Why Did They Do This to Me? Why Did I Do This?

Why Did They Do This to Me? Why Did I Do This?

After a breakup, almost everyone agonizes with the same questions: “Why was I abandoned? Why did they do this to me? Why did I do or did I do that? What did I leave or did I leave for?”

Something inside of us makes us rack our brains, looking for an explanation for what happened. Until there is clarity, there is no peace! Thoughts bring us back to events and people again and again.

As soon as we find an answer that seems right, we are relieved: “That’s why the other person acted that way! It’s just that he/she…” Next come character assessments, conclusions about the qualities of the other person, about the reasons for his or her behavior. Like: there were problems in the other person’s family; his mother was bossy; his father did not love him; that is why he behaved this way!

But do our conclusions correspond to reality? Do our conclusions make any sense at all? Let me tell you how our mind works in these cases, and then everything will immediately become clear to you!

There are two mechanisms of our psyche that work.

How the first mechanism works is well illustrated by the experience made at the end of the 19th century by the famous doctor Berngheim, a hypnotist. The hypnotized person was led to believe that after he was brought out of the trance, he should take the umbrella of one of the guests from a coat rack and open it. As he was compelled, the man does so. He is then asked the question, “Why are you in the room opening the umbrella?”

Before you read any further, try to imagine what the person will answer.

It would seem that one would expect the answer to be, “I was ordered to do so,” or “Out of an inner impulse that I can’t explain to myself.”
But when the hypnotist asked: “Why did you take the umbrella?”
The man answered without delay, immediately and confidently: “I wanted to see if it was my umbrella lying there!” There was no doubt!
When he was then asked why he was holding someone else’s umbrella, he was extremely astonished and hurriedly took it to a hanger.

The motives expressed did not correspond at all with the real reason for the action and were evidently invented, though the man’s mind was quite satisfied with them. He was convinced that he had opened the umbrella of his own free will.

From this experience we can draw the following conclusion.

We have a subconscious part. We do not control it, but it keeps us in control.

We can observe in ourselves impulses of desire and reaction to something. We are compelled through feelings and sensations from within to do or not to do something. We don’t consciously create these reactions. And we certainly don’t want to live through unpleasant ones, such as fear, anger, resentment, irritation, etc. At the same time, they arise in us without our permission.

The same is true of desires. We simply want something very badly. The desires come by themselves.

How do all these reactions and desires get into our subconscious? I don’t think anyone can answer that for sure. In the experience described above, the desire to open the umbrella was put in by the hypnotist. We are hypnotized by hundreds of people in the course of our lives, starting with our parents. Upbringing is also a kind of hypnosis, where certain reactions, evaluations, and stimuli are put into us. But this hypnosis continues even after we grow up. We do not know the contents of our subconsciousness. That is the motives of our deeds are unknown sometimes even to ourselves. We just want to do it this way.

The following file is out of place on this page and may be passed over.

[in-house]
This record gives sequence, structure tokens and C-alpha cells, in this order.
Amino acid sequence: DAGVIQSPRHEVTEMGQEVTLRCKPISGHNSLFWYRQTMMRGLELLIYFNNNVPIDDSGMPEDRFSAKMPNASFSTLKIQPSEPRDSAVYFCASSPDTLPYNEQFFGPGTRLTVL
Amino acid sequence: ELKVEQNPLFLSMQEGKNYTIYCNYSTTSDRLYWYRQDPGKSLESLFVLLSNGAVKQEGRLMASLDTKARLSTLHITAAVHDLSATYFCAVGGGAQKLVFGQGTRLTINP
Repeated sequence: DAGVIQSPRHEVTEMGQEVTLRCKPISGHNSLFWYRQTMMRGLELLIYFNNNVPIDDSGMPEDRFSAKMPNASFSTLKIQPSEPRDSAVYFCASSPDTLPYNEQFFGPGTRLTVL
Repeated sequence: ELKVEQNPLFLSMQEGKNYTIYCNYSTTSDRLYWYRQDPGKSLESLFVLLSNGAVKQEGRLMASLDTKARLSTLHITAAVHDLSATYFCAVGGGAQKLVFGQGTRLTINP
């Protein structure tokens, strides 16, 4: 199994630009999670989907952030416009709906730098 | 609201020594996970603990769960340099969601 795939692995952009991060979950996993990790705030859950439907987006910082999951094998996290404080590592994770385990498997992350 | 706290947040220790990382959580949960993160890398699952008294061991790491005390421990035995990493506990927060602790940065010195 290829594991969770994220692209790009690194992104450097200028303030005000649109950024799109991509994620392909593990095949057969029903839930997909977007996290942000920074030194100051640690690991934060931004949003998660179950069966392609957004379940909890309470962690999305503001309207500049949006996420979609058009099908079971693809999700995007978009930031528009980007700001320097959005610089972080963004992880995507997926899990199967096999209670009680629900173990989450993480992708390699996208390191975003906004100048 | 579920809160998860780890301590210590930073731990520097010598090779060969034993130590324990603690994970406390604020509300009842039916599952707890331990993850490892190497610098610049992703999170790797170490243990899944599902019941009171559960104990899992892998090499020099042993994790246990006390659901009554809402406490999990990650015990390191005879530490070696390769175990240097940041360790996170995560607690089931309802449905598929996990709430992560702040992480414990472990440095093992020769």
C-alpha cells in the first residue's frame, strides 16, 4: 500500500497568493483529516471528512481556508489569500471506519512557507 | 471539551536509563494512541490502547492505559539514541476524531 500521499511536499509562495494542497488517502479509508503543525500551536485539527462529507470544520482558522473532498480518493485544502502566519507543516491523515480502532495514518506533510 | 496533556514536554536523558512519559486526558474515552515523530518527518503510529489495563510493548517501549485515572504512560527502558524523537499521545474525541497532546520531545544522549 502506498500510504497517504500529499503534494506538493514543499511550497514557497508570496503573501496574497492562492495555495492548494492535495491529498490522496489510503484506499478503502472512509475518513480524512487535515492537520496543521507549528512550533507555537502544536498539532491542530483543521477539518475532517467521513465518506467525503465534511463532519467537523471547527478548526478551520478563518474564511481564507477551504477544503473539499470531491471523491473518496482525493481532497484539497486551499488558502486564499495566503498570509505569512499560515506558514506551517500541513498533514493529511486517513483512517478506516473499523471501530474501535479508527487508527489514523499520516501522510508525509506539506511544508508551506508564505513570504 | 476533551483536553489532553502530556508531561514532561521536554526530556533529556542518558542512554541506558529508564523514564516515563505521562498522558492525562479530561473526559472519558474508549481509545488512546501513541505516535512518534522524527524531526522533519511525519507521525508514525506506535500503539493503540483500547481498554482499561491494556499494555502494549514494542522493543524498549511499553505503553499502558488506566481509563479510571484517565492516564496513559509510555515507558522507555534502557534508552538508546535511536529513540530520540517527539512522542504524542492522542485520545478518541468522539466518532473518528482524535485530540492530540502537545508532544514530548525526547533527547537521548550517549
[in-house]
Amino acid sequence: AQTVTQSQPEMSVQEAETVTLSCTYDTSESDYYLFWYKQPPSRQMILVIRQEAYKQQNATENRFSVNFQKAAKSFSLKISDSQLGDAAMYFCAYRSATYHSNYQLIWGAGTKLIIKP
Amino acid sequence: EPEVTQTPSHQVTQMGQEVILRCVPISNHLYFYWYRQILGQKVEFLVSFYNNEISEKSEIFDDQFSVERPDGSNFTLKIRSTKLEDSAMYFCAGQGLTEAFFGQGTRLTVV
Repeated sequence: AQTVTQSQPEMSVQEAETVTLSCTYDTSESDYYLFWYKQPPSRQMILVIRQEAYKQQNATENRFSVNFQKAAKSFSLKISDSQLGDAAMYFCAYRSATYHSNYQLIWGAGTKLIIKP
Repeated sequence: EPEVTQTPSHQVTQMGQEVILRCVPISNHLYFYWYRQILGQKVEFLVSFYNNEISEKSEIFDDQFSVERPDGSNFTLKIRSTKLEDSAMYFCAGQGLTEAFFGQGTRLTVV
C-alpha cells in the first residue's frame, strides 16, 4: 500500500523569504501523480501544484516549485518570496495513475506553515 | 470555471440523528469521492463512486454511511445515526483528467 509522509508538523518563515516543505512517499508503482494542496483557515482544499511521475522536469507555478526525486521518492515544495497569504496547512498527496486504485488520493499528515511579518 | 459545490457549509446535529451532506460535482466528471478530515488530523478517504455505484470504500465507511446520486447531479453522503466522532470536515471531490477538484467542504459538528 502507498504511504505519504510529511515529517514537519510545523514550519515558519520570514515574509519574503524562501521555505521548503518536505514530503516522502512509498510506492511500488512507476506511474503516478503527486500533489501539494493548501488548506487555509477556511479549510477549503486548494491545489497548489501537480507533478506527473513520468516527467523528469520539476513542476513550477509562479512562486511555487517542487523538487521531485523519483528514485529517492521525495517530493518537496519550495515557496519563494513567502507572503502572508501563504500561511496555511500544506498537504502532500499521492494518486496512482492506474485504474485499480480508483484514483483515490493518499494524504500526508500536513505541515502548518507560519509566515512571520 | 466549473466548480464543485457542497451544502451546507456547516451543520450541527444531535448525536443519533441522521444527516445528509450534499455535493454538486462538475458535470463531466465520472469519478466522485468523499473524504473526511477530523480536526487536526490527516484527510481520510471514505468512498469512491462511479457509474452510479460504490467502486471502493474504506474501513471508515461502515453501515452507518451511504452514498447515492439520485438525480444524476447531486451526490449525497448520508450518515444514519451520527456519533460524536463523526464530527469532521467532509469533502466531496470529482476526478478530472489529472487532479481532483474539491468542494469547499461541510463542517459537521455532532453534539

There is a second mechanism of our consciousness. When we do not understand our own or others’ actions, we become very anxious. A sense of danger emerges.

It is uncertainty that poses a danger to our psyche. Therefore, we need to find an explanation for what is happening so that we can feel grounded again.

How does our mind find the explanation? Very simply! By old patterns, by the stories we hear, by similar situations. Very roughly. The main thing is convincing. That is, our mind doesn’t need the truth, it needs to quickly explain to us why things are the way they are. To relieve intense anxiety and worry.

This is the reason we search so painfully for answers to the questions: “Why was I abandoned?” and other such questions. But can we accurately answer these questions when not even the person who left us can answer them? At best, the answer is along the lines of, “Feelings are gone.” Why are they gone? Who knows! Or at first everything was fine, and then it stopped. What’s more, between “everything is fine” and “I don’t want to be with you anymore” can take decades.

A practical tip is to pay attention not to the intrusive questions that arise in your mind, but to the feelings of anxiety and worry. Shift your attention to your body when the question of your motives for breaking up with the other person reappears in your mind. You will feel something uncomfortable in your body.

The point of the question in your mind is not to find the right answer, but to get rid of that unpleasant sensation. If the discomfort disappears, you become completely uninterested in these questions. And you will calm down.

About the Author

Monica Cross

I have several hundred happy couples to my credit. For many years I have been practicing and helping couples. Or singles, but who have problems with love affairs. Over my career, I've picked up some tough issues. I'll write about them here. All names have been changed and all stories and issues are published with permission (where appropriate).

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